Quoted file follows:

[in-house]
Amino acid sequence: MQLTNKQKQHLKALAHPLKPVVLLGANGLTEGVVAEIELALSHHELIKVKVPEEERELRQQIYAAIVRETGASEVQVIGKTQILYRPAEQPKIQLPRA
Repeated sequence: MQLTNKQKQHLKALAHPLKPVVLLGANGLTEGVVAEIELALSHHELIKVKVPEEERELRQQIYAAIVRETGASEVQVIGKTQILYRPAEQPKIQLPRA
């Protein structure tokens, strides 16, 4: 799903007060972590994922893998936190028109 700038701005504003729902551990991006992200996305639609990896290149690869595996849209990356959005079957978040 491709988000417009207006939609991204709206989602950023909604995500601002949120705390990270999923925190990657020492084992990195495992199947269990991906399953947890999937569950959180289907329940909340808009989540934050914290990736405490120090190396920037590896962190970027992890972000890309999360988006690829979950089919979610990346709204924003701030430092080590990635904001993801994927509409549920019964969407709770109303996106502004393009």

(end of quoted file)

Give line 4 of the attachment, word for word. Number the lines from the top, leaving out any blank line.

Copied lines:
């Protein structure tokens, strides 16, 4: 799903007060972590994922893998936190028109 700038701005504003729902551990991006992200996305639609990896290149690869595996849209990356959005079957978040 491709988000417009207006939609991204709206989602950023909604995500601002949120705390990270999923925190990657020492084992990195495992199947269990991906399953947890999937569950959180289907329940909340808009989540934050914290990736405490120090190396920037590896962190970027992890972000890309999360988006690829979950089919979610990346709204924003701030430092080590990635904001993801994927509409549920019964969407709770109303996106502004393009």